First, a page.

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How years of organizing led to victories for nail salon workers

This spring, the New York Times published major investigative pieces on the abuses suffered by nail care workers. Policy victories quickly followed: new legislation to protect nail salon workers and agreements for better enforcement of existing rules.

To the casual observer, it might seem that the Times story was the start of a movement for workers’ rights in New York nail salons. But the attention and victories we’ve seen this spring are actually the results of years of organizing by grassroots organizations that have been funded by North Star Fund from their start.

Adhikaar is one of the organizations leading the way on this issue: a women-led grassroots group committed to workers’ rights, healthcare access, and immigrant rights in the Nepali-speaking communities of New York City—a community from which many nail salon workers come. Adhikaar has been supporting nail salon workers in New York City since 2005 in their fight against unjust working conditions, which can include exposure to carcinogenic chemicals, inhumanely long hours coupled with wage theft, and the inability to apply for advanced practice licenses due to legal and language barriers. North Star Fund has funded this work for the past eight years, after awarding our first grant to Adhikaar in 2007. 

At a spring 2015 forum at the Open Society Foundations, in response to a question about how Adikhaar achieved this victory, Luna Ranjit, co-founder and executive director of Adhikaar, told a roomful of workers’ rights advocates and funders that, “North Star Fund was one of our first and most valued supporters. They funded our survey of nail salon workers when no other funders would.”

The New York Times’ investigative pieces drew attention to the systemic injustices at work in the nail salon industry, one which incorporates an estimated 3,000 salons in New York City and 31,000 licensed nail technicians in New York State.

The stories highlighted the exploitation of workers such as 20-year-old Chinese immigrant Jing Ren who worked in a salon for three months without pay and 52-year-old Eugenia Colon who developed an inflammatory lung disease from her years working with acrylic nails.  

The movement to improve the wages and conditions of nail salon workers gained momentum in the summer of 2014 (see timeline below), when Adhikaar joined forces with the New York Committee on Occupational Safety and Health (NYCOSH) to launch the New York Healthy Nail Salons Coalition. This progressed to a partnership between the coalition and New York City Public Advocate Letitia James to conduct and publish a report—“How Safe is Your Salon?”—on working conditions in nail salons.

Forging this partnership was not a simple feat, however. A year earlier, Adhikaar received the prestigious two-year Movement Leadership grant from North Star Fund. The Movement Leadership program—as well as Adhikaar’s participation in The Advocacy Institute, a technical assistance program supported by the North Star Fund—helped Adhikaar hone their skills to engage Albany and City Hall strategically, while engaging Public Advocate James as an effective ally.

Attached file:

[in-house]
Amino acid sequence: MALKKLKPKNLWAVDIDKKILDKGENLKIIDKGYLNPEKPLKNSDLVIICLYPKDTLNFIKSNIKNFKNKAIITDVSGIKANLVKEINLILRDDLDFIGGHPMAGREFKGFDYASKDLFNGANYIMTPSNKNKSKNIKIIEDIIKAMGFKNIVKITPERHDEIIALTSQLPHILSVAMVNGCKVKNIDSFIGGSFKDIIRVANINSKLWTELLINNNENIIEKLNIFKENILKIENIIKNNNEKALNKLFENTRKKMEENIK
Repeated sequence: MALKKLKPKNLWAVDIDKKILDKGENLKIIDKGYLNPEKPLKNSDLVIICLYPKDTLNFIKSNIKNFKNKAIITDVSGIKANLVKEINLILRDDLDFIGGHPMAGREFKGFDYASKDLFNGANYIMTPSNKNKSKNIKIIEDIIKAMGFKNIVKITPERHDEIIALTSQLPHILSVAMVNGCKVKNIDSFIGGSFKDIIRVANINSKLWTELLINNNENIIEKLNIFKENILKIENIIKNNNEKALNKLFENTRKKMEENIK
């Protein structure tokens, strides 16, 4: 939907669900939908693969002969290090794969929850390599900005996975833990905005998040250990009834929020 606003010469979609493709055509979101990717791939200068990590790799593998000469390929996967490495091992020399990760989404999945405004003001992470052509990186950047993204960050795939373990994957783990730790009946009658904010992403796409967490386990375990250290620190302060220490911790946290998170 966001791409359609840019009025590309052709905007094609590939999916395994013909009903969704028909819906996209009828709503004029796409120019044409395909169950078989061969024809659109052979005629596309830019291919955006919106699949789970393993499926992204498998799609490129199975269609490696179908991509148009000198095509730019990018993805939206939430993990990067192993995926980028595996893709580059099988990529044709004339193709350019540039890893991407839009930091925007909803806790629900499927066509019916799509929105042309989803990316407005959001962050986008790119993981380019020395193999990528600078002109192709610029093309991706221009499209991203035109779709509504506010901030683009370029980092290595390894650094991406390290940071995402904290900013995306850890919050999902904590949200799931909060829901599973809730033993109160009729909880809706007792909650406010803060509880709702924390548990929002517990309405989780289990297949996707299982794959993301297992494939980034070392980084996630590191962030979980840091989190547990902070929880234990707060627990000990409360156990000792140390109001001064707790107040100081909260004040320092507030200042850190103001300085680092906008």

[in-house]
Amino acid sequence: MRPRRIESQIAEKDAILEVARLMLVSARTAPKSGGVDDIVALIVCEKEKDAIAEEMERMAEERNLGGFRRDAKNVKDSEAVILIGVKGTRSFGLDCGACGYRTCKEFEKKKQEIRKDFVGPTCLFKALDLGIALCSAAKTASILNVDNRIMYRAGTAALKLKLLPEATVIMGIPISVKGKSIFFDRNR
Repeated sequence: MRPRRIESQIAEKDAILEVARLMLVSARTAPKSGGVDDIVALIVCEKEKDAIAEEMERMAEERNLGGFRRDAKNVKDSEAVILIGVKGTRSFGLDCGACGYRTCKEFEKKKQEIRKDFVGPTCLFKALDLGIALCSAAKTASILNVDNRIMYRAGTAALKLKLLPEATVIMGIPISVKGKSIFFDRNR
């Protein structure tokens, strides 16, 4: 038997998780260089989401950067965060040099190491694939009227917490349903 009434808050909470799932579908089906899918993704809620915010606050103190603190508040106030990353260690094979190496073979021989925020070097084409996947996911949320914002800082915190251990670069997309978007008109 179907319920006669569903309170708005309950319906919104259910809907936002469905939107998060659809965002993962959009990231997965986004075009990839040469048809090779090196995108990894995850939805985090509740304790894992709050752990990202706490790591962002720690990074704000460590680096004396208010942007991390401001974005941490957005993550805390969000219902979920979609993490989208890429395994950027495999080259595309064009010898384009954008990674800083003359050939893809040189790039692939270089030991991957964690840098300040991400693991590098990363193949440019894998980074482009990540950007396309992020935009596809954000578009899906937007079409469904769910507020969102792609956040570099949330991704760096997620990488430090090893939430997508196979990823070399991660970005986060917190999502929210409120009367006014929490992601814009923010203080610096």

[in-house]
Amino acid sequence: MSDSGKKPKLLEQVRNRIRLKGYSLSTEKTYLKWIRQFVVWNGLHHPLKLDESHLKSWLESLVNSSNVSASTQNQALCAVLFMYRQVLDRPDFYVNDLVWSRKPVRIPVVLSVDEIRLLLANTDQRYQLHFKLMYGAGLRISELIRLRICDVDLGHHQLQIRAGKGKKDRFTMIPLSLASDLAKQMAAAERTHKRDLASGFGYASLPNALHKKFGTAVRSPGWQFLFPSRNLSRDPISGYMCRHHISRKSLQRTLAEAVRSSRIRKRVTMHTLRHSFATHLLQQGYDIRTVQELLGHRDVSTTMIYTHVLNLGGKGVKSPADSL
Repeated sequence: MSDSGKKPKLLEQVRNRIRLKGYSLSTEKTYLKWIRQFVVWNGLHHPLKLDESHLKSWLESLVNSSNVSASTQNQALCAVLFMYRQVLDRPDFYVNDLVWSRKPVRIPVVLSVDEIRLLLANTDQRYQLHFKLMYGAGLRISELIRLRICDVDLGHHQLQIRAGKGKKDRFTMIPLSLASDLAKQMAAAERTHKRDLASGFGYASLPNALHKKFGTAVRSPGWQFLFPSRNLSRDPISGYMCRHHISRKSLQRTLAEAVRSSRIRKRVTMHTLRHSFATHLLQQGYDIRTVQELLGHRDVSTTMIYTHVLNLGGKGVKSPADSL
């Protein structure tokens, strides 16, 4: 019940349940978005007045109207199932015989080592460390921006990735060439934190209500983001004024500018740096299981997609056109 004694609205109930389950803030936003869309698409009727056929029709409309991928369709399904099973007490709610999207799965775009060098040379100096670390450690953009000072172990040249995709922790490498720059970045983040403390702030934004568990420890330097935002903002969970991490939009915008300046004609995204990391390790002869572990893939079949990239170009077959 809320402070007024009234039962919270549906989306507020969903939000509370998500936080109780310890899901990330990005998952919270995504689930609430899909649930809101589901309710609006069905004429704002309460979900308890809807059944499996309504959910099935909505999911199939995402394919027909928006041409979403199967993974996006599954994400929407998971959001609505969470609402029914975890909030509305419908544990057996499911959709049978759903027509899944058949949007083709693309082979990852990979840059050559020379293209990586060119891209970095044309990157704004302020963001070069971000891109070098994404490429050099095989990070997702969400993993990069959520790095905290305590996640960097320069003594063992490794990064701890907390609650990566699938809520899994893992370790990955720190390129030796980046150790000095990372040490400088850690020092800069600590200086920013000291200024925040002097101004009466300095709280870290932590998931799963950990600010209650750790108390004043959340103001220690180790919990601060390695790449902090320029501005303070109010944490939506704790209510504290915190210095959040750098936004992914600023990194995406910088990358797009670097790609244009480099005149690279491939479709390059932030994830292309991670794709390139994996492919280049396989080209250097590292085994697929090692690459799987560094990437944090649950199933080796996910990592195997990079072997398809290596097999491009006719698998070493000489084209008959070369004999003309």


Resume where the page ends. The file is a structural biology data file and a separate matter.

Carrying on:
Local government responded by sharply increasing the number of nail salon inspectors in New York. More inspections took place in the first four months of 2015 than had occurred in the entirety of 2014, proving how formidable grassroots organizers can be when supported by real investments.

The members of the Coalition spent the past summer advocating for healthy nail salon legislation at the New York City Council. Empowered by its partnership with the Public Advocate, the funds of its donors, and by the New York Times’ exposés, Adhikaar and its allies won a seat on Governor Cuomo’s Nail Salon Industry Enforcement Task Force.

In May, the task force succeeded in releasing the Nail Salon Workers’ Bill of Rights—posters detailing minimum wage requirements and safety measures—that must be visibly posted in every nail salon in New York.

“This is a place where people come to feel beautiful,” Siru Malla, a Nepali immigrant, told Adhikaar while discussing the nail salon in which she works in Manhattan. “This shouldn’t happen at the expense of workers like us.”

Throughout June, Adhikaar continued fighting for the passage of historic legislation to establish a training and licensing program for all nail salon workers. The new laws also enabled the state department to forcibly close any salons who failed to adhere to the state’s regulations. Another North Star Fund grantee, the MinKwon Center, succeeded in changing language in the bill that would have criminalized employers for hiring unlicensed workers. In a hard-won victory, the New York State legislature passed the laws on June 19.

Eight years ago, few people would have thought this victory possible. North Star Fund was one of the only groups who did. These triumphs continue to emphasize the fact that tomorrow’s victories may come from groups unknown to our donors—but chances are North Star Fund is already funding them.

Here are a few of the simple actions consumers can take to help the movement for healthy salons from an informational poster created by Adhikaar and fellow North Star Fund grantee Center of Urban Pedagogy:

  • Be patient and willing to wait for service—as you would at a doctor’s office—to allow an employee to take a meal break.
  • Don’t be offended when a worker wears a mask and gloves—they do so for your safety as well as theirs.
  • Tip at least 20 percent in cash directly to the worker who served you.

We’ll add one more step: a donation to Adikhaar and to North Star Fund to support more organizing victories in other industries and on a wide range of issues.

Image above from the Healthy Salons for All guide.

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